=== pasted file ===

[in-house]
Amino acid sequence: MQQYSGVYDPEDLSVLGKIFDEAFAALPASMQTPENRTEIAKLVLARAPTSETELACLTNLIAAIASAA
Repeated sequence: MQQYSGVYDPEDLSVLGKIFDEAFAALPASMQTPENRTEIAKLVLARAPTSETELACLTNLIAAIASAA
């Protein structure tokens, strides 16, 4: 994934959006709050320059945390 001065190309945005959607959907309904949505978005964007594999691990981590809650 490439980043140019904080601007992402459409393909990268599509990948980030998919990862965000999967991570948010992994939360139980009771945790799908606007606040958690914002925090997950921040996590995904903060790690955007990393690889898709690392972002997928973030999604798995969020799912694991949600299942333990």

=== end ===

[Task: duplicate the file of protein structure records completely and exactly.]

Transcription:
[in-house]
Amino acid sequence: MQQYSGVYDPEDLSVLGKIFDEAFAALPASMQTPENRTEIAKLVLARAPTSETELACLTNLIAAIASAA
Repeated sequence: MQQYSGVYDPEDLSVLGKIFDEAFAALPASMQTPENRTEIAKLVLARAPTSETELACLTNLIAAIASAA
């Protein structure tokens, strides 16, 4: 994934959006709050320059945390 001065190309945005959607959907309904949505978005964007594999691990981590809650 490439980043140019904080601007992402459409393909990268599509990948980030998919990862965000999967991570948010992994939360139980009771945790799908606007606040958690914002925090997950921040996590995904903060790690955007990393690889898709690392972002997928973030999604798995969020799912694991949600299942333990």